University of Pittsburgh

Exploring the Genetics of Consumption

The digital age has given rise to vast volumes of data on all manner of things. From search engine histories and Internet forms to point-of-sale counters and credit card purchases, records are kept in innumerable ways.

Taken individually, the information has little value. But through a technique called data mining, the raw information is grouped, aggregated, and analyzed for patterns in behavior. Industries from law enforcement to retailers have used the results, for they can yield remarkable insight into human behavior and predispositions.

Alexis Bagurskas (MBA '02, MIS '02) is the founder and director of DataLab Consulting, a software and data mining company in Montevideo, Uruguay. During an October business trip to the United States, he stopped by his alma mater to give a special presentation to Katz Graduate School of Business students.

"My company uses powerful data mining tools to explain the past, understand the present, and forecast the future," Bagurskas told the students. "We aim to discover the hidden patterns of customer behavior."

DataLab Consulting performs data and customer analytics for clients in the retail, finance, telecommunications, health care, and services industries. The business intelligence comes in many forms, including credit scoring, churn analysis, customer behavior segmentation, cross selling, and up selling. The real-time data is presented in a software program that allows companies to compare different components.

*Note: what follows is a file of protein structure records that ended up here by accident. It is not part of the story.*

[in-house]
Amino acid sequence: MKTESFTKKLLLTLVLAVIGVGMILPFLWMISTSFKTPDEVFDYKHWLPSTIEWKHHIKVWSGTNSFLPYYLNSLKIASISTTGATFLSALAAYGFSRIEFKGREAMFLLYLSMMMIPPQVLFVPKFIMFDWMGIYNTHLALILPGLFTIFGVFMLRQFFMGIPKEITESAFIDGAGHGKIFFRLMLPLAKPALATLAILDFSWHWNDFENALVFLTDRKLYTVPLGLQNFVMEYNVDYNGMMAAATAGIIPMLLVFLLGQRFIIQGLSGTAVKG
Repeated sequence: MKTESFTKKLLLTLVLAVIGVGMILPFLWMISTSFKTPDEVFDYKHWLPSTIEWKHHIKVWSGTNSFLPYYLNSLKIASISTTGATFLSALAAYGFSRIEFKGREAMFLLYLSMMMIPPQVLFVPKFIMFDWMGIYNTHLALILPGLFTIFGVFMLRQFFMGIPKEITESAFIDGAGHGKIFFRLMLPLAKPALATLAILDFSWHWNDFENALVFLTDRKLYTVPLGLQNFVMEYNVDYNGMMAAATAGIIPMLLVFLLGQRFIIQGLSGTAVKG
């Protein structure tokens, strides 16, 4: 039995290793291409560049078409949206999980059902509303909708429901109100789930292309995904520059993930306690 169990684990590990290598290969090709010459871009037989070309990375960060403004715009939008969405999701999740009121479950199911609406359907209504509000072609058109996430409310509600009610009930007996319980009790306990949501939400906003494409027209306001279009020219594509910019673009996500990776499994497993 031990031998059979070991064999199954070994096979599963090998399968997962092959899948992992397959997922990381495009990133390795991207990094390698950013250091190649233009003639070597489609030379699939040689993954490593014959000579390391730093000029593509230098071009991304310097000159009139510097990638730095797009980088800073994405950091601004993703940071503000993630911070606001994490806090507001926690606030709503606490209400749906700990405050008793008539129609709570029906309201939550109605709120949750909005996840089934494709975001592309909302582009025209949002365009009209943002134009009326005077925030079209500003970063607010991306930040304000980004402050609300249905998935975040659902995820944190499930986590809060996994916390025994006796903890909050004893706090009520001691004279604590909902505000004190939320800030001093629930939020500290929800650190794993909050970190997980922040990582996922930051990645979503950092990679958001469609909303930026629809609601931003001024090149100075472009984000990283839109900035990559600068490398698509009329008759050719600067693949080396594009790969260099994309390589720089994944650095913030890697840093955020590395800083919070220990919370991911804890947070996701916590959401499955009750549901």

Bagurskas told Katz students that segmentation is a hot topic within analytics. For example, his firm previously worked with a health care company and predicted with accuracy greater than 85 percent the customers who would leave the company. This kind of knowledge allows a company to target its best customers and improves their processes to reduce churn rate.

"The best- in-class companies use diversified data to segment their customers and transactional data to get to know their customers," Bagurskas said.

Data mining is a growing and relatively young field in computer science, and advances in technology have propelled it forward.

"Businesses are only starting to realize the potential value here. For years, lots of data has been collected, but not enough has been made of the results," said Richard Franklin, a Pitt Business professor in the decision, operations, and information technology (IT) area.

Franklin introduced Bagurskas to the Katz students before his presentation.

Prior to founding his business, Bagurskas worked for FedEx Corp. as an IT analyst and marketing manager. He also worked as a commercial manager at Top Systems, a computer software company in Uruguay.

Bagurskas told Katz students not to be deterred by the economic downturn. He recalled how as a Katz student, he struggled in his statistics course, but didn't let that stop him from pursuing an IT career.

"I was in your shoes not that long ago, and now I'm running my own business," Bagurskas said.